No-Nail Wall Paneling Install

      French cleats or Z-clips? Pros share tips and tricks. June 16, 2005

I have a large job coming up using 3/4" zebrawood panels. The architect is specifying that these panels, which will be everything from 2' x 3' to full 4' x 8's, have no face fasteners. Most of them are on vertical surfaces, but there is also a good bit on ceiling surfaces. Any suggestions on how to accomplish this?

Forum Responses
(Cabinet and Millwork Installation Forum)
Without seeing the job, I can only assume what the panel configuration is. I have done a lot of wall panels with no nails. We usually use metal z-clips or, in a rare situation, a hanging cleat (some people call them j-cleats or French cleats). Typically, we run blocking on the wall to fir the wall out and give us a place to secure the clips. Depending on the situation, the blocking could be to thick and the width will vary depending if there are reveals. If no reveals, it is usually 4 wide.

Figure out your layout and make a story pole and lay out the clips on the back of the panels in the shop. Take the story pole to the field and lay out the walls or ceiling. Every situation is different. I have done most of them, so if you need more info, just email me and Ill be glad to share all of my triumphs and disasters with you.

I have also done a lot of paneling with no nails. We've always used the story pole/French cleat system directly on the sheetrock. Why do you prefer to use the z-clips? Is it easier? Sounds like extra work. Does it take much longer to fir out the wall?

I found the z-clips to be more flexible to work with. I dont run long lengths, just little ones - 2 1/2 to 3 long. Sometimes we would run longer pieces depending on the situation. It seems like even with a good story pole, we were having to make some adjustments in the field and it was easer to move one or two clips then move a j-cleat. I did a lot of commercial buildings and I think it is against building code to build a straight wall. Ive had to deal with some real snakes. Not to mention the floors and ceilings. The jobs just went smoother and came out looking like it should. If you have never tried z-clips, you might want to give it a shot. Its a little bit of an extra cost but I believe its worth it in the long run. If you have tried both and prefer j-cleats, go for it.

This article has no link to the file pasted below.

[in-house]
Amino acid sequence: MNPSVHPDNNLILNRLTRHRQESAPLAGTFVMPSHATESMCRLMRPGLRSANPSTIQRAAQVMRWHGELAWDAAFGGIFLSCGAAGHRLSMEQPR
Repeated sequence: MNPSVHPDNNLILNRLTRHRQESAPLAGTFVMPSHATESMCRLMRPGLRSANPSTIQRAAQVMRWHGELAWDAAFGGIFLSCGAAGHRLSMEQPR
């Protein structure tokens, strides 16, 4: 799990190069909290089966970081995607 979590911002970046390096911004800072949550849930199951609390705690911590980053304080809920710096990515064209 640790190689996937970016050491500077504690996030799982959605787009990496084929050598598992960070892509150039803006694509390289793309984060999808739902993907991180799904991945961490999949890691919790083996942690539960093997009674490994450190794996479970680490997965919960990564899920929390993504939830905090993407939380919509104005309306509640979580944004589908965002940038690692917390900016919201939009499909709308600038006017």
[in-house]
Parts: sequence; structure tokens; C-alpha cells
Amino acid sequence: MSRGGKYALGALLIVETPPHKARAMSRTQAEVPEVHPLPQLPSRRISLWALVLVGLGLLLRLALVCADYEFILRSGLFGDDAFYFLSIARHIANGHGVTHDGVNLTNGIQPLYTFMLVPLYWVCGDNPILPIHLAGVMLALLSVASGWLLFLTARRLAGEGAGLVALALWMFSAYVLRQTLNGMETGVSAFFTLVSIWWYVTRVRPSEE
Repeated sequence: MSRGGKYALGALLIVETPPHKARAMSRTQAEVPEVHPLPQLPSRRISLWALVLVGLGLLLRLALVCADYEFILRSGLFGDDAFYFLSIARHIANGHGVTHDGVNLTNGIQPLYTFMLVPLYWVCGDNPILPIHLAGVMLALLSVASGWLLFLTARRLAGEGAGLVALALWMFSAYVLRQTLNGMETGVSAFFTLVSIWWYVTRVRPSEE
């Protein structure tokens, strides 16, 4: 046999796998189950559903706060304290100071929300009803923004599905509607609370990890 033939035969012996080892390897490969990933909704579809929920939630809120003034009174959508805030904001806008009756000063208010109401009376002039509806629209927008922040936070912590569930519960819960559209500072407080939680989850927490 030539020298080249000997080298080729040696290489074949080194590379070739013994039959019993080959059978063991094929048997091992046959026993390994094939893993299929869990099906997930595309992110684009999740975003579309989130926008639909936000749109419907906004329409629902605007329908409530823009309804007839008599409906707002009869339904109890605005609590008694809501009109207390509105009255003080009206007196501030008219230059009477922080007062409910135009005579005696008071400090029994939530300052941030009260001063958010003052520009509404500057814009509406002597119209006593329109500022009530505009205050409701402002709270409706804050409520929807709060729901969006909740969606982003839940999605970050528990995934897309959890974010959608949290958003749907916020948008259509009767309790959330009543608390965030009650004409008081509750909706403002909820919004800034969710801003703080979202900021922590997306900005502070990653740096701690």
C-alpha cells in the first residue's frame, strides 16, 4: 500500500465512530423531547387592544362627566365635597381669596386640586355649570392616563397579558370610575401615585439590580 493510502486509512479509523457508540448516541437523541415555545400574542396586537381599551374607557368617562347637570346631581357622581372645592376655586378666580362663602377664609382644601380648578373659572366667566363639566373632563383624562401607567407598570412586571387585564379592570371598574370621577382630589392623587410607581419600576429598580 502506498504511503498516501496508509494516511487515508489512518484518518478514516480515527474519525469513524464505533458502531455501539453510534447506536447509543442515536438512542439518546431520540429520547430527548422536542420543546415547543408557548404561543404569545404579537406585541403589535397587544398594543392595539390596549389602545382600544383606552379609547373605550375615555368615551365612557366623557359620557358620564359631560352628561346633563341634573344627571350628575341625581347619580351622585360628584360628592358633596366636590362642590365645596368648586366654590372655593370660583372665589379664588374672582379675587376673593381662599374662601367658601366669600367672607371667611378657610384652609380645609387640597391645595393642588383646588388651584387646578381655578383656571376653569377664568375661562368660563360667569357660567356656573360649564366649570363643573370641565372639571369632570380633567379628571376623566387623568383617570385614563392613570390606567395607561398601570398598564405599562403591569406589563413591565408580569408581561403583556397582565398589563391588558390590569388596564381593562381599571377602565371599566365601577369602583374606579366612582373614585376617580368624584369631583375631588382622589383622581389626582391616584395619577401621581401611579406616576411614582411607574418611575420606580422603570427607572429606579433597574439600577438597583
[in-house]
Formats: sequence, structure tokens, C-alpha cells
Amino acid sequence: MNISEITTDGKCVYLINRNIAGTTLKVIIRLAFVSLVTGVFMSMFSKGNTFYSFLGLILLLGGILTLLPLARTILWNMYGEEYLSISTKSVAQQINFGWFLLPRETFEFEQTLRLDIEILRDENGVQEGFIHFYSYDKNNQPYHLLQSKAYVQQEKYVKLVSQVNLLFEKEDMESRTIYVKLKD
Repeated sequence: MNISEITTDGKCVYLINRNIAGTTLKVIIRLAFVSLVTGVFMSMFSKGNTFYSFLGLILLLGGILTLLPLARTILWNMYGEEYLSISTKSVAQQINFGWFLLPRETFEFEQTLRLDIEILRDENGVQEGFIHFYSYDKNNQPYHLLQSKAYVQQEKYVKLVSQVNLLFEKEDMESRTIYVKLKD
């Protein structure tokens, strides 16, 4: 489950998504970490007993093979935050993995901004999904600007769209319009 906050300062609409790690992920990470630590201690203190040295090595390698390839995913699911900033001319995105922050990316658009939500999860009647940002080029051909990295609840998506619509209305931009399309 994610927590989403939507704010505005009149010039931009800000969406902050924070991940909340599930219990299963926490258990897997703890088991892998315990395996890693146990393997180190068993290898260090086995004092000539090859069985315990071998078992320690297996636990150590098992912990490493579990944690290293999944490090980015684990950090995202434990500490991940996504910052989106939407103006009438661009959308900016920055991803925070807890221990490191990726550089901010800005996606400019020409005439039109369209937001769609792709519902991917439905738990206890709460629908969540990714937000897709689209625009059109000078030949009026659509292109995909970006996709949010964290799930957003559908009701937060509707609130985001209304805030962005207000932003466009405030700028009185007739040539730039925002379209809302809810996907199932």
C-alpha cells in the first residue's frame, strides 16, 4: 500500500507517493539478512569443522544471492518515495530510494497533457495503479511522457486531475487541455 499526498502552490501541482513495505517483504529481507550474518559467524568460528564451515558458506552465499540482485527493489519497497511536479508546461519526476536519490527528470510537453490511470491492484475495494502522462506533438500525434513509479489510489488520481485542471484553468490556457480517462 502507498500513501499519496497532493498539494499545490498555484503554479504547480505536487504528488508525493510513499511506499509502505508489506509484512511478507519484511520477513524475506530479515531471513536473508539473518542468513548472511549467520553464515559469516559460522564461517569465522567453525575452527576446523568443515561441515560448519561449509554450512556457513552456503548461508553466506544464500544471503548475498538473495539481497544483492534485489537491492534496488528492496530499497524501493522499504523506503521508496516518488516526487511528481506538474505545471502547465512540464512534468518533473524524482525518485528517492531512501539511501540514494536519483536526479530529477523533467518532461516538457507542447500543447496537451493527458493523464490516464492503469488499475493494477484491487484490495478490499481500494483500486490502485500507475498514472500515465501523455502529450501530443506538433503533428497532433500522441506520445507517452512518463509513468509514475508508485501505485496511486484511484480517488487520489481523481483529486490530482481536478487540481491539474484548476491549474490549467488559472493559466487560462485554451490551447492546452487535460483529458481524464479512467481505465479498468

The 'Z' clips are more flexible and when the tolerances are tight, as in wall panels, they are easier to work with. I did an entire office with horizontal quarter sawn maple panels stacked with a 1/16" gap running horizontally. The 'Z' clips made this installation much easier than using wall cleats or French cleats. Also, the offset from the wall is a lot less with the clips instead of wood. You will have to have assurances that the walls are fairly good and straight. If not, the clearances may not be enough.

Do you use glue? What's stopping someone from lifting them back off?

Z-clips lock down fairly tight, and require 3/8+ to engage. Vertical reveals vary, if any at all, but typically they are . Even if they are , the panel takes a little bit of effort to remove. You usually have to use a small flat bar to get them to move. I have never had one fall off or be pulled off by accident. In some cases where the panel was damaged and needed to be refinished, it was easier to pop it off and return it to the shop for repair and refinishing. If you dont want the panel to be removable, a little dab of liquid nails will do the trick.

I do drafting work for several high-end millwork companies and all of them use z-clips.
Again, every situation is different and requires a good look at the conditions involved before a decision should be made on how the panels are to be installed.

From the original questioner:
All right, I've got all that. I see these clips in the Louis catalog, so I'm good there. What about going around a corner, where the two panels are to be beveled to each other? And what about horizontal applications? I've got about 20-30 pieces on ceilings and soffits.

Without seeing the drawing and knowing the situation, its difficult to give exact advice, but here are some of the basics. Soffit panels can be installed with Z-clips just like wall panels. Just make sure you have something solid to screw the blocking into.

Mitered corners can be glued and taped in the field using a biscuit or spline to align them.
In some cases, the design called for a vertical reveal 3-6 inches from the corner, allowing us to pre-make the corners and hang them like any other panel.

I try to talk the architect into putting a x reveal at the miter. We call it a quirk miter. It comes out better looking and is less trouble to install. It also creates a dull corner vs. a sharp miter. Regular miters in the field are more difficult to pull together, but are doable.

Do you install the z-clips (panel side) in the shop or in the field?

From the original questioner:
Thanks. I think I have enough to go on now. I'm off to get some sample clips and make a few mockups.

99% of the time, the clips are screwed to the panels in the shop. My philosophy has always been Do as much as possible in the shop to create less work in the field.

Do not try and line the 'Z' clips on the back of the paneling. The installation goes easier if the clips are staggered in a logical pattern.

We preassemble our outside corners in the shop and ship them as complete units wherever possible. We usually add at least a 1/4 x 1/4 hardwood let into the outside corner where the veneer is very fragile. Also, we use u-shaped plastic glazier's shims that come in several thicknesses (each thickness a different color) to get our z clip straight on the wavy sheetrock walls - essential for a good install.

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